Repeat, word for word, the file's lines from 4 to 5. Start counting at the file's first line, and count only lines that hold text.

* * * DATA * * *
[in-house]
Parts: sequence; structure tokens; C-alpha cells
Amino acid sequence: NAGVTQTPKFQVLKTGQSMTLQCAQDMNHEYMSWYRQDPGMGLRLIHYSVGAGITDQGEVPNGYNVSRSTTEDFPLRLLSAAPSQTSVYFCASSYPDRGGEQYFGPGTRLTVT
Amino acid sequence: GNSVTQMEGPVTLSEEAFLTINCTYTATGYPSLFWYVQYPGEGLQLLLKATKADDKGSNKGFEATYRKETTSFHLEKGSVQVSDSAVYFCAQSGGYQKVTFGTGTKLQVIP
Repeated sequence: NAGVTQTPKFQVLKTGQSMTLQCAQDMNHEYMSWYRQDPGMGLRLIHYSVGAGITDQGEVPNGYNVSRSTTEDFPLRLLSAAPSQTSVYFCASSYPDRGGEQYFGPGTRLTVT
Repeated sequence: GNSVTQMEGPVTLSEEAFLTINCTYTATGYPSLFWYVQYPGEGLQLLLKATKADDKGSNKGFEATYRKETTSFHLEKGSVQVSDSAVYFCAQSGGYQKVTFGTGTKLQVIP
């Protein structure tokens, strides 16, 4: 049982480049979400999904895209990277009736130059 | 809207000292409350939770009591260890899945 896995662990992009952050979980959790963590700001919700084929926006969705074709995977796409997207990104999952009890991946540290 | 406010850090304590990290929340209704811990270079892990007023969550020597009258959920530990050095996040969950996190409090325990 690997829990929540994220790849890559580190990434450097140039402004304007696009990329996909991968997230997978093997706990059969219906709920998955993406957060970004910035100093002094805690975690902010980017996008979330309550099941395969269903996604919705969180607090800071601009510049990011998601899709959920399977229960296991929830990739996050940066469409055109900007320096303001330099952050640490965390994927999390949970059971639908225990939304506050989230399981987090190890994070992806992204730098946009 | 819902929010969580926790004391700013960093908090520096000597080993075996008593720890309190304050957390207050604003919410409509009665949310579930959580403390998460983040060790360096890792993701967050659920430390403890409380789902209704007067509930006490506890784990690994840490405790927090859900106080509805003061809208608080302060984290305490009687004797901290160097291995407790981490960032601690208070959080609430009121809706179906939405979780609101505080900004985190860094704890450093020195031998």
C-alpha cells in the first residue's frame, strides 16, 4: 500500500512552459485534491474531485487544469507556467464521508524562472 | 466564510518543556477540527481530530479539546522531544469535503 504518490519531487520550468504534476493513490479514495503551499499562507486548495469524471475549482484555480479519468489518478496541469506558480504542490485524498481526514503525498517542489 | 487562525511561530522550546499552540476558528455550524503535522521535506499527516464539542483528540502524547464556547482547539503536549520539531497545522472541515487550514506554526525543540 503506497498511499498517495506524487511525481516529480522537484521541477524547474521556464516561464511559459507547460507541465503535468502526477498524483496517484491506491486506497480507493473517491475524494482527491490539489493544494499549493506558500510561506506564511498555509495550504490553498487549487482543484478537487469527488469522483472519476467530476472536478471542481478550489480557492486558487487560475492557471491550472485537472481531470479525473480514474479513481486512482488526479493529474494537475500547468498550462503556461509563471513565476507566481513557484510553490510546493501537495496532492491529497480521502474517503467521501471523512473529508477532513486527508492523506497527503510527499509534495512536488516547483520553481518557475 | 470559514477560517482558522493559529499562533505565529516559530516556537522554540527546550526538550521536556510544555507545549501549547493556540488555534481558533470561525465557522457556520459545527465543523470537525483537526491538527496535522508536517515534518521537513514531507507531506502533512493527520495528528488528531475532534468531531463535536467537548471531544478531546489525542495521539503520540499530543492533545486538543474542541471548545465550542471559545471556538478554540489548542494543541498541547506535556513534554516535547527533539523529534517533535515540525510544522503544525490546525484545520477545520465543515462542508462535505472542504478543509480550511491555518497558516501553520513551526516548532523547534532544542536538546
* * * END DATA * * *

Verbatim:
Amino acid sequence: GNSVTQMEGPVTLSEEAFLTINCTYTATGYPSLFWYVQYPGEGLQLLLKATKADDKGSNKGFEATYRKETTSFHLEKGSVQVSDSAVYFCAQSGGYQKVTFGTGTKLQVIP
Repeated sequence: NAGVTQTPKFQVLKTGQSMTLQCAQDMNHEYMSWYRQDPGMGLRLIHYSVGAGITDQGEVPNGYNVSRSTTEDFPLRLLSAAPSQTSVYFCASSYPDRGGEQYFGPGTRLTVT